a processor, the processor coupled to the proximity sensor, the processor adapted to indicate an orientation change for the display screen in a clockwise direction responsive to detected single object motion in a first direction along the L-shaped sensing region, the processor further adapted to indicate an orientation change for the display screen in a counter-clockwise direction responsive to detected single object motion in a second direction along the L-shaped sensing region.
9. The proximity sensor device of claim 8 herein the processor is further adapted to:
indicate an orientation change for the display screen in the clockwise direction responsive to detected single object motion in the first direction along the L-shaped sensing region by indicating an orientation change of a 90 degrees clockwise responsive to detected single object motion in the first direction along the L-shaped sensing region for a first distance, and to indicate an orientation change of a 180 degrees clockwise responsive to detected single object motion in the first direction along the L-shaped sensing region for a second distance different from the first distance; and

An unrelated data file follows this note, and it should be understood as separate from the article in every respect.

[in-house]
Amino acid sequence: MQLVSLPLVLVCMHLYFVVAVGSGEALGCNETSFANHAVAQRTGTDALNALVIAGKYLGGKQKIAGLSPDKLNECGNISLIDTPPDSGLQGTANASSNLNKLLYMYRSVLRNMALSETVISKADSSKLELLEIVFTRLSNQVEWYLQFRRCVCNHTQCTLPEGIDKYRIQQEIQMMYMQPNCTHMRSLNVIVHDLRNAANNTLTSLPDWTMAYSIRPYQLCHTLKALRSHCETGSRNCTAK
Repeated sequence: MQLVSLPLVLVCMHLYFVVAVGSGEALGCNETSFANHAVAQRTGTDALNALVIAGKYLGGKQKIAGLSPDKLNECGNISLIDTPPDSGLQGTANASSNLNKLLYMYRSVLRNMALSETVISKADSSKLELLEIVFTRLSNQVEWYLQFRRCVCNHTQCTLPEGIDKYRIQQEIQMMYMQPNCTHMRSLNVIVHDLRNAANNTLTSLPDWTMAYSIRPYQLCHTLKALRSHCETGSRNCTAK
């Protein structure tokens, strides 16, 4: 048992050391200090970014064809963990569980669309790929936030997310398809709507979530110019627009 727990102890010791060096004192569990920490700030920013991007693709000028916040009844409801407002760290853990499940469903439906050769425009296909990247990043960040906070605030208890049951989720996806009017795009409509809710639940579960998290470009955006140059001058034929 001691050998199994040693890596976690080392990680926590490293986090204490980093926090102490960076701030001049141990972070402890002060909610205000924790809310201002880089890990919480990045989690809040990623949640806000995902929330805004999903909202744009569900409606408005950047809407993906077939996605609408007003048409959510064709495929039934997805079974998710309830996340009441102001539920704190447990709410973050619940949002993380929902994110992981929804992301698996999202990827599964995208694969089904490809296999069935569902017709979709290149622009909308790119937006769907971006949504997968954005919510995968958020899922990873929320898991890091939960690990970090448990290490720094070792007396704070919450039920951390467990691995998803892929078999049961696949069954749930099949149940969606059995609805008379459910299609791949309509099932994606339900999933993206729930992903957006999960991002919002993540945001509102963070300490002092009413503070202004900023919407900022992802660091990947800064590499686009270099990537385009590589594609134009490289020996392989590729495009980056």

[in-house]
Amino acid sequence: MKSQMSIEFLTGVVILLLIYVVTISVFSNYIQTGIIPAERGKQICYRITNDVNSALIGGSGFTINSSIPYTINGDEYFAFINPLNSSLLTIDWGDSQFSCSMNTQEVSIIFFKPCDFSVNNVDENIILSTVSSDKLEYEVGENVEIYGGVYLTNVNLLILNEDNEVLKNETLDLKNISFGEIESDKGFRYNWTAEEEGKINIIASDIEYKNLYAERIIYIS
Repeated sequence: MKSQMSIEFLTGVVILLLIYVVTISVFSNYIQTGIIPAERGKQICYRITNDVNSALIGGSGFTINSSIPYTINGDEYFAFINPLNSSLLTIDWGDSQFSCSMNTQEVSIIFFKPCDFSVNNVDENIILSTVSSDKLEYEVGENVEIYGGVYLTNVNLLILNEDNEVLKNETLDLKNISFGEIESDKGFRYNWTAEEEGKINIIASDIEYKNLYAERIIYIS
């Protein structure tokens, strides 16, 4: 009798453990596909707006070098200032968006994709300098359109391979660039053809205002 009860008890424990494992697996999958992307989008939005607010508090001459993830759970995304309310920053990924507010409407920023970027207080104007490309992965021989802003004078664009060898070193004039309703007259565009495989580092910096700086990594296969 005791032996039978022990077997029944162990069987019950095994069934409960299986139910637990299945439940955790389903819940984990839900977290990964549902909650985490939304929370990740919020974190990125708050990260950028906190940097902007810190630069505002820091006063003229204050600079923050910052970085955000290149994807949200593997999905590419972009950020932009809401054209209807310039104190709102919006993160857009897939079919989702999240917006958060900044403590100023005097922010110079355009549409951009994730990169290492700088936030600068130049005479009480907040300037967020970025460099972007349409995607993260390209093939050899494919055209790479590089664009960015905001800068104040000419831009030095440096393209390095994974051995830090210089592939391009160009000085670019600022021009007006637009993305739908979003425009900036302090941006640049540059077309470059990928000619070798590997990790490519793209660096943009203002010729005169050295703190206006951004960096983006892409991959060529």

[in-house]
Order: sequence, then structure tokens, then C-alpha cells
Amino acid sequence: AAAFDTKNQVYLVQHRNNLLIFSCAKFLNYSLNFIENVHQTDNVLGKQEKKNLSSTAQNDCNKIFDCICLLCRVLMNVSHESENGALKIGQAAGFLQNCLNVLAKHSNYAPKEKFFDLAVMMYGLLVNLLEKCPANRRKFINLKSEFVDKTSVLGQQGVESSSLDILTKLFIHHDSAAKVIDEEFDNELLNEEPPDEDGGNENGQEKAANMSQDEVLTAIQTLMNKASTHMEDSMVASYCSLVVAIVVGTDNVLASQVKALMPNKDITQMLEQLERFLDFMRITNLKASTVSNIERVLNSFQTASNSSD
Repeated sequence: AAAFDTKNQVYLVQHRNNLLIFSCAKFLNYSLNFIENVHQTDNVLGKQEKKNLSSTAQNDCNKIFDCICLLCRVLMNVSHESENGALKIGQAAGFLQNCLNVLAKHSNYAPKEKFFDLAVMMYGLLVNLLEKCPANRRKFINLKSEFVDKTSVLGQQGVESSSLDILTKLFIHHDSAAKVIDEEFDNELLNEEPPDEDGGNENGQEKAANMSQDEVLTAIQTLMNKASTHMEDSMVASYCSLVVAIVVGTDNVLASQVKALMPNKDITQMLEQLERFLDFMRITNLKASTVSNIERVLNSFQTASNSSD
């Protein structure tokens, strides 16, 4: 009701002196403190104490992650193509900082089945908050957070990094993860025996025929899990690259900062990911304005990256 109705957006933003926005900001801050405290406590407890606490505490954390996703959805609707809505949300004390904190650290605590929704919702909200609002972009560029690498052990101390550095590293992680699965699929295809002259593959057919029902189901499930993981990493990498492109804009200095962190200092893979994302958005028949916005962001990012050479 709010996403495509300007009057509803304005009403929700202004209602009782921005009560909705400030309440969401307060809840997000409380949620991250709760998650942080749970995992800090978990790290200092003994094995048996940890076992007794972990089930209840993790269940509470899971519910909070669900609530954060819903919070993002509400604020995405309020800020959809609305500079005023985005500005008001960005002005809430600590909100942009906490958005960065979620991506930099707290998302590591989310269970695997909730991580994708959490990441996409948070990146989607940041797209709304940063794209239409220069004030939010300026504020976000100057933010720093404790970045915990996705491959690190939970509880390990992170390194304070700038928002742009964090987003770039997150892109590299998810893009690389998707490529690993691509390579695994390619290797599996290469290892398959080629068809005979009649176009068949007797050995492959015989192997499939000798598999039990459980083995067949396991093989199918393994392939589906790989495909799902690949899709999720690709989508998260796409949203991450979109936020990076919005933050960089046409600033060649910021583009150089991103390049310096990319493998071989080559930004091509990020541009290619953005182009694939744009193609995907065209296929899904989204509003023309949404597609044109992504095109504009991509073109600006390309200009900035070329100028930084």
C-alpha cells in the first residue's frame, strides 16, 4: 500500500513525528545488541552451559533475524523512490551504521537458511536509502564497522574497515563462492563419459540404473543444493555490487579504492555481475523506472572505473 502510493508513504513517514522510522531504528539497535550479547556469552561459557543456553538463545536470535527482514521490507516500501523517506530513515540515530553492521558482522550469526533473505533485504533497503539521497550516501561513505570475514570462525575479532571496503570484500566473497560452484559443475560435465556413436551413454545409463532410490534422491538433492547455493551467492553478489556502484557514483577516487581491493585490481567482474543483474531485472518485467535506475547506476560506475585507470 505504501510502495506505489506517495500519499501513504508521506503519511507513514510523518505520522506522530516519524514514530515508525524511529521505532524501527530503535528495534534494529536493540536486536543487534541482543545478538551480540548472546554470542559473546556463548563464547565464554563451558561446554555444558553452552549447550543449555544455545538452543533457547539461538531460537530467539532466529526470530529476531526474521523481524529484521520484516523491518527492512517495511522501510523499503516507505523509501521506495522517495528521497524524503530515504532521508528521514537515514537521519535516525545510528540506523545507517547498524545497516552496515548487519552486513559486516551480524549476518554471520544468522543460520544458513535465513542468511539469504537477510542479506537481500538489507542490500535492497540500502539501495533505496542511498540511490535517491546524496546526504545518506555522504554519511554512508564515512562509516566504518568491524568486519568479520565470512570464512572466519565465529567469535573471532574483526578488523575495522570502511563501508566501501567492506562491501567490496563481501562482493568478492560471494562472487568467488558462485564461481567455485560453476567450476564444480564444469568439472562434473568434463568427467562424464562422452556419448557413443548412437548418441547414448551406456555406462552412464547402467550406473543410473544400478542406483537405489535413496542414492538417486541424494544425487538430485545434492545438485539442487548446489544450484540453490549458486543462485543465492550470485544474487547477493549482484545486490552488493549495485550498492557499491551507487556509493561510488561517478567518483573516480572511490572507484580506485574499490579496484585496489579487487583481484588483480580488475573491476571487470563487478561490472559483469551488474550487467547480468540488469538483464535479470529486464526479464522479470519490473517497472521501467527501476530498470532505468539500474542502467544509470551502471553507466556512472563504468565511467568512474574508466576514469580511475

indicate an orientation change for the display screen in the counter-clockwise direction responsive to detected single object motion in the second direction along the L-shaped sensing region by indicating an orientation change of a 90 degrees counter-clockwise responsive to detected single object motion in the second direction along the L-shaped sensing region for a third distance, and to indicate an orientation change of a 180 degrees counter-clockwise responsive to detected single object motion in the second direction along the L-shaped sensing region for a fourth distance different from the third distance.
10. A method of indicating an orientation change in a display screen of an electronic device, the method comprising:
detecting single object motion along a sensing region of a proximity sensor wherein the sensing region has an angular shape with an angle;
determining a direction of detected single object motion traversing the angle; and
indicating an orientation change in the display screen in a first way if the direction of detected single object motion traversing the angle is traversing the angle in a clockwise manner; and